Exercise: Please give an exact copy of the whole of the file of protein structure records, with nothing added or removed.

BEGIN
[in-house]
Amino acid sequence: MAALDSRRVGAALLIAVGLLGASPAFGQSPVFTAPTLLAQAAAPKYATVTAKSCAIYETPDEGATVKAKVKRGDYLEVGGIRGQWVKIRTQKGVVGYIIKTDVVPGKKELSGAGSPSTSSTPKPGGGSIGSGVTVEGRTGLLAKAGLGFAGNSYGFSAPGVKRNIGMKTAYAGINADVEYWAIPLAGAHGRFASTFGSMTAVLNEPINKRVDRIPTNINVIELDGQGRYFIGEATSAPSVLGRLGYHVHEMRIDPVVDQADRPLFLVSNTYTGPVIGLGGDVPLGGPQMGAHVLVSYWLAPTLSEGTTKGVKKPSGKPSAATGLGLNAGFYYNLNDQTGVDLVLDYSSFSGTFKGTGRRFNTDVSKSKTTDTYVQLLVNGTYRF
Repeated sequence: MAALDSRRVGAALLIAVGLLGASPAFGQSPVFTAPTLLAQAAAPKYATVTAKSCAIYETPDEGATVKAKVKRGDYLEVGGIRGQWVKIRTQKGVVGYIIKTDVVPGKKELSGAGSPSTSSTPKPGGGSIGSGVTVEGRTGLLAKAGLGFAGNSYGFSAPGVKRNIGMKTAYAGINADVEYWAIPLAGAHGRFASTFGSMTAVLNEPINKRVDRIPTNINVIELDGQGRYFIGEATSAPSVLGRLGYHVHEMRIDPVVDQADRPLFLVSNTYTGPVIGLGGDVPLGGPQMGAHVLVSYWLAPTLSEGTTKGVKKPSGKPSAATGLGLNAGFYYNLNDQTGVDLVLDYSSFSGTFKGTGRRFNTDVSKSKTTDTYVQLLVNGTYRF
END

[in-house]
Amino acid sequence: MAALDSRRVGAALLIAVGLLGASPAFGQSPVFTAPTLLAQAAAPKYATVTAKSCAIYETPDEGATVKAKVKRGDYLEVGGIRGQWVKIRTQKGVVGYIIKTDVVPGKKELSGAGSPSTSSTPKPGGGSIGSGVTVEGRTGLLAKAGLGFAGNSYGFSAPGVKRNIGMKTAYAGINADVEYWAIPLAGAHGRFASTFGSMTAVLNEPINKRVDRIPTNINVIELDGQGRYFIGEATSAPSVLGRLGYHVHEMRIDPVVDQADRPLFLVSNTYTGPVIGLGGDVPLGGPQMGAHVLVSYWLAPTLSEGTTKGVKKPSGKPSAATGLGLNAGFYYNLNDQTGVDLVLDYSSFSGTFKGTGRRFNTDVSKSKTTDTYVQLLVNGTYRF
Repeated sequence: MAALDSRRVGAALLIAVGLLGASPAFGQSPVFTAPTLLAQAAAPKYATVTAKSCAIYETPDEGATVKAKVKRGDYLEVGGIRGQWVKIRTQKGVVGYIIKTDVVPGKKELSGAGSPSTSSTPKPGGGSIGSGVTVEGRTGLLAKAGLGFAGNSYGFSAPGVKRNIGMKTAYAGINADVEYWAIPLAGAHGRFASTFGSMTAVLNEPINKRVDRIPTNINVIELDGQGRYFIGEATSAPSVLGRLGYHVHEMRIDPVVDQADRPLFLVSNTYTGPVIGLGGDVPLGGPQMGAHVLVSYWLAPTLSEGTTKGVKKPSGKPSAATGLGLNAGFYYNLNDQTGVDLVLDYSSFSGTFKGTGRRFNTDVSKSKTTDTYVQLLVNGTYRF